Key ed bills facing deadline this week

Key ed bills facing deadline this week

(Calif.) Legislation that would fund school nurses and career technical programs as well as prevent school districts from sharing personal student data are among dozens of education-related bills facing a critical deadline later this week.

Lawmakers in both the Senate and the Assembly are holding marathon floor sessions this week, with Friday being the final opportunity of this two-year session to move bills out of their houses of origin.

Other proposals that have garnered interest but are in danger of not moving forward include Sen. Bob Huff’s SB 1266, which would require all schools to stock epinephrine auto-injectors and train onsite staff to administer them in emergency situations.

The latter requirement – one of the issues that impeded AB 1266’s progress – wouldn’t be necessary at all if the plan by Sen. Lois Wolk to restore school nursing positions survives. But SB 1239, which seeks to allow schools to bill a student’s private health plan or Medi-Cal, faces hurdles, not the least of which is creating a new reimbursement system and overcoming opposition by health plan networks.

Two Assembly bills – AB 1950 by Nora Campos and AB 2216 by Al Muratsuchi – that would maintain funding for career technical education and protect existing Regional Occupational Centers and Programs are stalled in committee at the moment. However, Muratsuchi is also pushing for CTE/ROCP funding as part of the Assembly budget negotiating process so the issue is far from decided.

AB 1442, authored by Assemblyman Mike Gatto, would establish regulations for how a school district may handle private student posts and information gleaned from the internet. Gatto was motivated by the fallout from national media attention on a school district in his home region using a so-called ‘data mining’ company to monitor student social media – as a way, the district said, to take a proactive approach to identifying students at risk of harming either themselves or others.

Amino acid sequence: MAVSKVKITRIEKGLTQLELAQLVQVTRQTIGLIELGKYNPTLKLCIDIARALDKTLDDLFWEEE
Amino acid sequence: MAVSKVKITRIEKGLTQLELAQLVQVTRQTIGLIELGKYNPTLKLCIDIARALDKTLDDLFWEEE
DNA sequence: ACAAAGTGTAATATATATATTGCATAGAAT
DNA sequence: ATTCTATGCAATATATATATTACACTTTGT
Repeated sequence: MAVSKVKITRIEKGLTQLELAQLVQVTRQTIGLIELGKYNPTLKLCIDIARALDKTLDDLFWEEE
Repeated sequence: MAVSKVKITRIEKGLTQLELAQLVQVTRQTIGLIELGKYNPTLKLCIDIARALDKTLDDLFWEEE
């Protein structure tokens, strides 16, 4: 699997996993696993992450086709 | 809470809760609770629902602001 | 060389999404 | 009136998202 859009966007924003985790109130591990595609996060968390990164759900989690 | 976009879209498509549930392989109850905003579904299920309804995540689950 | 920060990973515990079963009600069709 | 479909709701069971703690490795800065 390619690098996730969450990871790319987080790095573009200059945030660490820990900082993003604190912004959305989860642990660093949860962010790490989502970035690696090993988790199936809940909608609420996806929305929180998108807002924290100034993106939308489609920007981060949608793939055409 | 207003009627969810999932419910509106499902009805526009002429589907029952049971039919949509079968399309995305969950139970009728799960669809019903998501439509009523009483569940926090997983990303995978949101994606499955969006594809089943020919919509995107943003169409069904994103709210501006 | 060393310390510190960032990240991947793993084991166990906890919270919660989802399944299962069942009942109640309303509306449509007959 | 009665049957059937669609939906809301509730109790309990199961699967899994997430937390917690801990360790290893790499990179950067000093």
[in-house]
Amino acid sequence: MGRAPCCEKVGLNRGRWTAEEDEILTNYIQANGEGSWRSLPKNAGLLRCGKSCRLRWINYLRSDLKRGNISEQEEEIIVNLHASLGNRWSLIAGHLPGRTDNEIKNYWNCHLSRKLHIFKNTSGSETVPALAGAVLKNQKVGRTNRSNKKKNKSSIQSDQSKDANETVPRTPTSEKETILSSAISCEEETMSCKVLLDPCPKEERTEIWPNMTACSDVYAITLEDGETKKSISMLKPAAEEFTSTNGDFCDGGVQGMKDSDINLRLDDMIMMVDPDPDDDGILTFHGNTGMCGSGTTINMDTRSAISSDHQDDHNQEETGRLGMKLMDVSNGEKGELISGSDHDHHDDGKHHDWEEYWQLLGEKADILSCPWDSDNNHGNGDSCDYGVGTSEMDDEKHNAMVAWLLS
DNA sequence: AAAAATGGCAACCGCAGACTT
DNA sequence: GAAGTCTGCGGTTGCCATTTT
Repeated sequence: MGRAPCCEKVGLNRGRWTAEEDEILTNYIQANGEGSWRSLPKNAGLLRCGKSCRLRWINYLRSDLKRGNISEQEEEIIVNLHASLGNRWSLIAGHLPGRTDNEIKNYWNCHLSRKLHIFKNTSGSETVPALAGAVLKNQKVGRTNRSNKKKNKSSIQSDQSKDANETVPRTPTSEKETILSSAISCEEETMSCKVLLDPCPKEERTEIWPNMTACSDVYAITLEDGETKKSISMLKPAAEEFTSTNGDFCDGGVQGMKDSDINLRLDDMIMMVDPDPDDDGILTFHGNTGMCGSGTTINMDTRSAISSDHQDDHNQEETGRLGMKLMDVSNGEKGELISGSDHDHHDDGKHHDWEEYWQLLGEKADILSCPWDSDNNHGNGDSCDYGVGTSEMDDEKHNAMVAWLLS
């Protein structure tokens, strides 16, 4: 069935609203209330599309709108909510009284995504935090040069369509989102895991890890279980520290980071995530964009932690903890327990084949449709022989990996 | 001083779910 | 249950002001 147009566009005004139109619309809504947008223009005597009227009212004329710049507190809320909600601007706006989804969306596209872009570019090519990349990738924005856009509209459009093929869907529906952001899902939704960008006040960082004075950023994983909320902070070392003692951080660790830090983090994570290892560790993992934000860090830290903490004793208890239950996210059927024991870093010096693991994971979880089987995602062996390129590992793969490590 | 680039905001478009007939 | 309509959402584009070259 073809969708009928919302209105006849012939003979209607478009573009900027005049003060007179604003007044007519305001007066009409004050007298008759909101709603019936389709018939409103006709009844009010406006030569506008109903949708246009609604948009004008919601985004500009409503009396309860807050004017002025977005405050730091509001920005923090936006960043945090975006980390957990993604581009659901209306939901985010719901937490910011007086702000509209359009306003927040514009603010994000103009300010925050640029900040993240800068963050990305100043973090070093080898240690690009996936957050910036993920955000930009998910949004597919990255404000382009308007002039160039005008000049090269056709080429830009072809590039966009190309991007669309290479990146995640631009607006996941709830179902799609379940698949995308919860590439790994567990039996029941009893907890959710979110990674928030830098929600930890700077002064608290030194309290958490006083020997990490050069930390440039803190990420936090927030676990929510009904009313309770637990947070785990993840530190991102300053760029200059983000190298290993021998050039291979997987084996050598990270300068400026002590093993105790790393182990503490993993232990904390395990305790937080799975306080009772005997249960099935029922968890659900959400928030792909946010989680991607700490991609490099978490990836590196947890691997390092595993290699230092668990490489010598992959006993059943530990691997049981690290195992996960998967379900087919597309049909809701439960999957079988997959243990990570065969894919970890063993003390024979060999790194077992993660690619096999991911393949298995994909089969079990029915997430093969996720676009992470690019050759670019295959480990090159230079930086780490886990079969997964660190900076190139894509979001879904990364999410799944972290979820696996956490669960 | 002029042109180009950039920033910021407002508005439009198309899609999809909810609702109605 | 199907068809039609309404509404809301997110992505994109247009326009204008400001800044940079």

Meanwhile on Tuesday, lawmakers moved several bills of interest:

  • SB 1174 by state Sen. Ricardo Lara, D-Bell Gardens, won passage off the Senate floor on a vote along party lines. It would put an initiative before voters in November, 2016 that would enable California’s public schools to teach foreign language immersion classes.
  • AB 2033, by Assemblywoman Kristin Olsen, R-Modesto, provides funding for the Agricultural Career Technical Education Incentive Grant program, one of the state’s longstanding youth farming programs. As proposed the bill would set aside an appropriation outside the Local Control Funding Formula to ensure state support.
  • SB 1396 by Sen. Loni Hancock, D-Berkeley, requires that California Department of Education provide one-time funding of between $1 million and $2 million to county offices of education to establish professional development activities to support the development and expansion of multi-tiered intervention and support programs – needed to address strategies to create and maintain a positive school climate, promote school safety, and increase pupil achievement, and prioritize mental health and intervention services, restorative and transformative justice programs, and positive behavior interventions and support.

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